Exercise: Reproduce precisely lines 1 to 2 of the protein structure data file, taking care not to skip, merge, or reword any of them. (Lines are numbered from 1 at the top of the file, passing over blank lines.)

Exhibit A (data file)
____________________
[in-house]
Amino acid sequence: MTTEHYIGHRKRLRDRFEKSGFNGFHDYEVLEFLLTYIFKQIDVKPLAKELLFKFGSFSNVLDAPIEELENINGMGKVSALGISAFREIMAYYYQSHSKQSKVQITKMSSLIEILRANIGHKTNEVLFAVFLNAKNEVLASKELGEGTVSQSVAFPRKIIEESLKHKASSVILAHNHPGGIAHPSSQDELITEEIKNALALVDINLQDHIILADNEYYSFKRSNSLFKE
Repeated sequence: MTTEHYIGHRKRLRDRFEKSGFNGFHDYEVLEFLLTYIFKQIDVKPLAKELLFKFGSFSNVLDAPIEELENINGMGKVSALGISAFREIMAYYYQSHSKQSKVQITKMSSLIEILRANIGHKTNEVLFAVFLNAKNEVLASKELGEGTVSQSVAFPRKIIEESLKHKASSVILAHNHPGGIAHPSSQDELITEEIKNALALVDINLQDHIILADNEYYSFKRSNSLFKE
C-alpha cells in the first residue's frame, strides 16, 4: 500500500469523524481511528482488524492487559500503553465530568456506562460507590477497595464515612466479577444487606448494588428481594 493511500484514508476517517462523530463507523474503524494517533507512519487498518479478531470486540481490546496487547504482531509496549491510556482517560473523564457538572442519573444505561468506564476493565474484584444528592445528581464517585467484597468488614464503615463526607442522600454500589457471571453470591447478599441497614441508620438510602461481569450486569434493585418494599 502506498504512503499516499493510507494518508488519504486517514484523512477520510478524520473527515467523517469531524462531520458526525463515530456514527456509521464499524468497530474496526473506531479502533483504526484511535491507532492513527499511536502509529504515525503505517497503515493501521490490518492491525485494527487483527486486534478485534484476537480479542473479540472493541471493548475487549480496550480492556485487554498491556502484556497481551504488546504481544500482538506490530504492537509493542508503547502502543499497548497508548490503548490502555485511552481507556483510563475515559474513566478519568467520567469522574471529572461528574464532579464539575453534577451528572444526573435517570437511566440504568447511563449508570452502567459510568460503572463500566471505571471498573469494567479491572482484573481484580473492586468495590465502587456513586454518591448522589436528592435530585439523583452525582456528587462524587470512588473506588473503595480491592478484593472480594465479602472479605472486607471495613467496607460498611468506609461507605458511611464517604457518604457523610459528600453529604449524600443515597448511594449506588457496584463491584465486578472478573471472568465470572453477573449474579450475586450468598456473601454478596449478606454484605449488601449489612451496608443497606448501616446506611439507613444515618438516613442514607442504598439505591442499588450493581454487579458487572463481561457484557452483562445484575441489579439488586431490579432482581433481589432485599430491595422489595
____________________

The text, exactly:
[in-house]
Amino acid sequence: MTTEHYIGHRKRLRDRFEKSGFNGFHDYEVLEFLLTYIFKQIDVKPLAKELLFKFGSFSNVLDAPIEELENINGMGKVSALGISAFREIMAYYYQSHSKQSKVQITKMSSLIEILRANIGHKTNEVLFAVFLNAKNEVLASKELGEGTVSQSVAFPRKIIEESLKHKASSVILAHNHPGGIAHPSSQDELITEEIKNALALVDINLQDHIILADNEYYSFKRSNSLFKE